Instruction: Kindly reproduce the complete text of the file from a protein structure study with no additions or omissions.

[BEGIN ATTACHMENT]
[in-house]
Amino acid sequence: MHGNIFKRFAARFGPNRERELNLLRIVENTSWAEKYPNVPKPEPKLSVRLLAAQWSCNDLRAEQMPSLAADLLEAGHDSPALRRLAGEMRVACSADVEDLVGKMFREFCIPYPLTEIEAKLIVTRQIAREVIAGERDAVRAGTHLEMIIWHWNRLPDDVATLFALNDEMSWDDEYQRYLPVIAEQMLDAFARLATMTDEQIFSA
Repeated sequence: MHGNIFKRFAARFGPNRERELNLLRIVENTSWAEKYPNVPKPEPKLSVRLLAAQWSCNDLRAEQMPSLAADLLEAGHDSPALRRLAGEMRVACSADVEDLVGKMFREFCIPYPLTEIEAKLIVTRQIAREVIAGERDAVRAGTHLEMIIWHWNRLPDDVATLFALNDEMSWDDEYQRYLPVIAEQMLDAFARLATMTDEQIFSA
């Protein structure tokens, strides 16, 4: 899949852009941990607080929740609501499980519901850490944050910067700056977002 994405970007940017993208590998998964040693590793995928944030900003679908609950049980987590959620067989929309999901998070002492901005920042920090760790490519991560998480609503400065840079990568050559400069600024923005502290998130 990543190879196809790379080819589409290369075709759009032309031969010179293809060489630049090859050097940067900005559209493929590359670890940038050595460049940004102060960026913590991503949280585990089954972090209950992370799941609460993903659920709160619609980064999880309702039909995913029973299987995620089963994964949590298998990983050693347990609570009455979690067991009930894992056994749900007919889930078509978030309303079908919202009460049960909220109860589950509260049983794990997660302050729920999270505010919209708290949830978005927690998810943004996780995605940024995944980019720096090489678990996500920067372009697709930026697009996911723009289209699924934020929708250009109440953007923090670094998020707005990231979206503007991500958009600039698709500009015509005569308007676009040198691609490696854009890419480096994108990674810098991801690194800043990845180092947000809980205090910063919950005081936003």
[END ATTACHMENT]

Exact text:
[in-house]
Amino acid sequence: MHGNIFKRFAARFGPNRERELNLLRIVENTSWAEKYPNVPKPEPKLSVRLLAAQWSCNDLRAEQMPSLAADLLEAGHDSPALRRLAGEMRVACSADVEDLVGKMFREFCIPYPLTEIEAKLIVTRQIAREVIAGERDAVRAGTHLEMIIWHWNRLPDDVATLFALNDEMSWDDEYQRYLPVIAEQMLDAFARLATMTDEQIFSA
Repeated sequence: MHGNIFKRFAARFGPNRERELNLLRIVENTSWAEKYPNVPKPEPKLSVRLLAAQWSCNDLRAEQMPSLAADLLEAGHDSPALRRLAGEMRVACSADVEDLVGKMFREFCIPYPLTEIEAKLIVTRQIAREVIAGERDAVRAGTHLEMIIWHWNRLPDDVATLFALNDEMSWDDEYQRYLPVIAEQMLDAFARLATMTDEQIFSA
């Protein structure tokens, strides 16, 4: 899949852009941990607080929740609501499980519901850490944050910067700056977002 994405970007940017993208590998998964040693590793995928944030900003679908609950049980987590959620067989929309999901998070002492901005920042920090760790490519991560998480609503400065840079990568050559400069600024923005502290998130 990543190879196809790379080819589409290369075709759009032309031969010179293809060489630049090859050097940067900005559209493929590359670890940038050595460049940004102060960026913590991503949280585990089954972090209950992370799941609460993903659920709160619609980064999880309702039909995913029973299987995620089963994964949590298998990983050693347990609570009455979690067991009930894992056994749900007919889930078509978030309303079908919202009460049960909220109860589950509260049983794990997660302050729920999270505010919209708290949830978005927690998810943004996780995605940024995944980019720096090489678990996500920067372009697709930026697009996911723009289209699924934020929708250009109440953007923090670094998020707005990231979206503007991500958009600039698709500009015509005569308007676009040198691609490696854009890419480096994108990674810098991801690194800043990845180092947000809980205090910063919950005081936003």